Sohn argued that USF and the necessity of broadband has changed dramatically in nine years: The contribution factor upon telecom companies was 15 percent in 2015, and is creeping up to 40 percent now. INCOMPAS makes these points in a short video.

The contribution factor to the USF represents the percentage of an individual’s or entity’s revenue that is required to be contributed to the fund. This means consumers and businesses are now paying an additional 30 percent on their telecom bill.

Urging the FCC not to forbear

Sohn, on behalf of the Affordable Broadband Campaign coalition of public interest and some technology and telecom companies, met with FCC staff in March and urged against forbearance.

Attendees included members from the Benton Institute for Broadband & Society, Communications Workers of America, NTCA – The Rural Broadband Association, WTA – Advocate for Rural Broadband, INCOMPAS, Public Knowledge, Common Sense, Open Technology Institute, the National Consumer Law Center, and Greg Guice of the Vernonburg Group, who is counsel to the ABC coalition.

The group argued that the viability of the USF mechanism and the ability for the commission to support broadband affordability in the future could be undermined by not requiring BIAS providers to contribute to the USF fund.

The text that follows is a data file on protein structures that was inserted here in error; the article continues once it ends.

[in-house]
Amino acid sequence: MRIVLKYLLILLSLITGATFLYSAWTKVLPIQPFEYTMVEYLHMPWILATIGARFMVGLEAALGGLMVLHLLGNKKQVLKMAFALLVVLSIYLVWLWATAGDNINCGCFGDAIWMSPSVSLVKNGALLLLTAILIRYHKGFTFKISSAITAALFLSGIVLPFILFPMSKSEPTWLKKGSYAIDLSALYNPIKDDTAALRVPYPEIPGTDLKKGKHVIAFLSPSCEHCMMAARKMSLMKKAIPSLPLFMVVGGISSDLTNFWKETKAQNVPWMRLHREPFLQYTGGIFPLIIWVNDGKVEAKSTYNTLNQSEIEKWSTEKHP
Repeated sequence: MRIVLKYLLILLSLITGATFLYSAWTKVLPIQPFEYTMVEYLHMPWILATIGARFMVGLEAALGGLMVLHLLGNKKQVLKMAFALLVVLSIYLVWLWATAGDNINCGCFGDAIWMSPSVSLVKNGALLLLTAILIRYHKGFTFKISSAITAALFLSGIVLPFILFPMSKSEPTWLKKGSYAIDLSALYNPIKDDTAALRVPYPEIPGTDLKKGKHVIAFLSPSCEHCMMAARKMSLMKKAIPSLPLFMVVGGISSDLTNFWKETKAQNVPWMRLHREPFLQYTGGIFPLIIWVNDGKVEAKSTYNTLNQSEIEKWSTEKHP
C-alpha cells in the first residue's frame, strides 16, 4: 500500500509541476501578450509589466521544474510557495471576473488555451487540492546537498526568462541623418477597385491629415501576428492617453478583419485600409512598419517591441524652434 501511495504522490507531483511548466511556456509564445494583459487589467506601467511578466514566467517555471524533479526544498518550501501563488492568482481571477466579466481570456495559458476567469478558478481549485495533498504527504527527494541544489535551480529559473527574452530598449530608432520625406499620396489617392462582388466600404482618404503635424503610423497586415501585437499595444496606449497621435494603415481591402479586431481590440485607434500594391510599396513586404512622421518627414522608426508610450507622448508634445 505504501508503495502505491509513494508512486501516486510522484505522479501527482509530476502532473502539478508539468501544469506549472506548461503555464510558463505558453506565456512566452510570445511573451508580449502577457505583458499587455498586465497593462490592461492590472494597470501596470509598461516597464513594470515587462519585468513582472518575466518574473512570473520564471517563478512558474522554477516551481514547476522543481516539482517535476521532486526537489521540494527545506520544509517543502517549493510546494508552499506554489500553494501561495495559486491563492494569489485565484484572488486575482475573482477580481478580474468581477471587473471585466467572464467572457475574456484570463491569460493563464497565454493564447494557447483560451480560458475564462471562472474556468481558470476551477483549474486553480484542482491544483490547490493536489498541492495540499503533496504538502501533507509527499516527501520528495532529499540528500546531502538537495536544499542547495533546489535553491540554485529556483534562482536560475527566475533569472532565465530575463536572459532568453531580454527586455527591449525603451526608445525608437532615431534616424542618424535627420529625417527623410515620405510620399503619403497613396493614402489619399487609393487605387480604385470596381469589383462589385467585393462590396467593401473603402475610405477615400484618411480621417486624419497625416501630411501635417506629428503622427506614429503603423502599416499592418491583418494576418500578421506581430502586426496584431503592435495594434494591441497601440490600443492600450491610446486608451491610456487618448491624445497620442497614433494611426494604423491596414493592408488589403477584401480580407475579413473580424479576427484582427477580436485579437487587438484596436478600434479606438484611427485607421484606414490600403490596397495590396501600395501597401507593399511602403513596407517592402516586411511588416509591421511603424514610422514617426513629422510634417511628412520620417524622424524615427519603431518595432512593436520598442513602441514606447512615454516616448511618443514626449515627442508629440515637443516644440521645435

The group said that the FCC adopted the language without opening it to public comment beforehand. They emphasized that the commission has never reversed a decision to forbear in such circumstances.

Economic analyses

According to an economic analysis by the Brattle Group, this contribution number is projected to rise  to 44 percent in 2025 and almost 50 percent in 2027 without USF reform.

Considering that telecom revenues are in decline while broadband revenues are on the rise, the report finds that consumers who purchase home phone service are paying a disproportionate share into USF.

The Brattle Group suggests that expanding the contribution base to include revenues from broadband internet access services is the optimal approach for ensuring the long-term sustainability of the USF Fund and fulfilling its objectives. 

According to the report’s findings, consumers are unlikely to experience a substantial price hike. In fact, many may even enjoy savings due to a considerable reduction in the contribution factor on their phone service. Additionally, the Brattle Report finds businesses will contribute more to the fund compared to residential customers, given that their broadband service entails higher costs.

The commission is expected to vote on the net neutrality draft order at its meeting scheduled for April 25. This order suggests categorizing broadband internet service as a telecommunications service under Title II of the Communications Act of 1934. Consequently, broadband providers would fall under common carrier regulations, which would prohibit actions like blocking, throttling, or implementing paid prioritization.

Drew Clark contributed reporting to this piece.

Clarification: A previous version of this story listed the Vernonburg Group as attending an ABC coalition meeting. In fact, Greg Guice of the Vernonburg Group is counsel to the ABC coalition. Guice is also a board member of the ABC coalition in his personal capacity. The story has been clarified.